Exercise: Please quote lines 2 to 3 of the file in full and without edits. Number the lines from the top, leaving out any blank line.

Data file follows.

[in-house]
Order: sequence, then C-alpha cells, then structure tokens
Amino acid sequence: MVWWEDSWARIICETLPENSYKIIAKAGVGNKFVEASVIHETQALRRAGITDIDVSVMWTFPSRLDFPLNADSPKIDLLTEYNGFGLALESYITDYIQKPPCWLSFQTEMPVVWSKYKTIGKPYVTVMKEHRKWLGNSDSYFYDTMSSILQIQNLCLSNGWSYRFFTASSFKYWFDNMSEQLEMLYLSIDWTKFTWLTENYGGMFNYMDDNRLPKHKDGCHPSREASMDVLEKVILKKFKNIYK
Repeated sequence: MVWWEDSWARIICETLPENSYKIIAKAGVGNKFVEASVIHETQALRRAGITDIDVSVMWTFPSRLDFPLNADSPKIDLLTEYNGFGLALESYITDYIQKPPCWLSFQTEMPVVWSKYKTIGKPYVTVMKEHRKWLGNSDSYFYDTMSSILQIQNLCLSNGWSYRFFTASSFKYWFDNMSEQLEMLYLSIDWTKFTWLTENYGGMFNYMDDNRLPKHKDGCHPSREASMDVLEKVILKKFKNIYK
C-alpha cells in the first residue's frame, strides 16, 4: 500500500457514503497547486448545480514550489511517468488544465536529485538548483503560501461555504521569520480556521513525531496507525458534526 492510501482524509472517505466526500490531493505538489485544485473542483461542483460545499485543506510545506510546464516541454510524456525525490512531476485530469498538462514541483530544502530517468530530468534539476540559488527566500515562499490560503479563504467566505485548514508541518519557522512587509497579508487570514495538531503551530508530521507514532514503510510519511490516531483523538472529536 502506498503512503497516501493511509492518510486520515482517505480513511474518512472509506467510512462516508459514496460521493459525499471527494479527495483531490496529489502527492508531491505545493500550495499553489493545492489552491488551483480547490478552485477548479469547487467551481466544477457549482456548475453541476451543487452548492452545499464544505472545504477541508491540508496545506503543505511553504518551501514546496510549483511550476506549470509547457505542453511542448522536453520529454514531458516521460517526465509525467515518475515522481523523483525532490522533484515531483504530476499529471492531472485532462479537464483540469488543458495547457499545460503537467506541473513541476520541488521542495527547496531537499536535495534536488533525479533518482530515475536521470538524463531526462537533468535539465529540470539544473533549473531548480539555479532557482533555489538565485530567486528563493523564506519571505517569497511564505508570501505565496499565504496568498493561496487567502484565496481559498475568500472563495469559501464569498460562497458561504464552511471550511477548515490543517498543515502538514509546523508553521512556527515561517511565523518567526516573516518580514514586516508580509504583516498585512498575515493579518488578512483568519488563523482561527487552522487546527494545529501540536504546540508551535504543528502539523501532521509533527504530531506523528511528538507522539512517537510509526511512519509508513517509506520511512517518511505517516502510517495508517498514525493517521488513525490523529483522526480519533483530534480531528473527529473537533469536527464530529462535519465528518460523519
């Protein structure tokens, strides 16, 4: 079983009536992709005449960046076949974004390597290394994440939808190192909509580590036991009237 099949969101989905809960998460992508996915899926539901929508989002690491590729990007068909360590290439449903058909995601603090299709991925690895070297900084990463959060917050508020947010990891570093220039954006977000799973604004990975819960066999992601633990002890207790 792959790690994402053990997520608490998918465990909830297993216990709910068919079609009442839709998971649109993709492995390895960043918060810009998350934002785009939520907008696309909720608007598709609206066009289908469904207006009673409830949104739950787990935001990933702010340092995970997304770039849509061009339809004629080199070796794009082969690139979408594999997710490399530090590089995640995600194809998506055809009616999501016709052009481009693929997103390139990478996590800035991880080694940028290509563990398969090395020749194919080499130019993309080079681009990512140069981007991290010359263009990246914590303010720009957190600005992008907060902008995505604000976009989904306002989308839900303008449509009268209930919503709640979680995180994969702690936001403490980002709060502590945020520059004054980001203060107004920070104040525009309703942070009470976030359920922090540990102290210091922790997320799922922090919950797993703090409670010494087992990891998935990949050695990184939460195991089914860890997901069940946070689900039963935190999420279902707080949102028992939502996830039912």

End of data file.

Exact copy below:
Order: sequence, then C-alpha cells, then structure tokens
Amino acid sequence: MVWWEDSWARIICETLPENSYKIIAKAGVGNKFVEASVIHETQALRRAGITDIDVSVMWTFPSRLDFPLNADSPKIDLLTEYNGFGLALESYITDYIQKPPCWLSFQTEMPVVWSKYKTIGKPYVTVMKEHRKWLGNSDSYFYDTMSSILQIQNLCLSNGWSYRFFTASSFKYWFDNMSEQLEMLYLSIDWTKFTWLTENYGGMFNYMDDNRLPKHKDGCHPSREASMDVLEKVILKKFKNIYK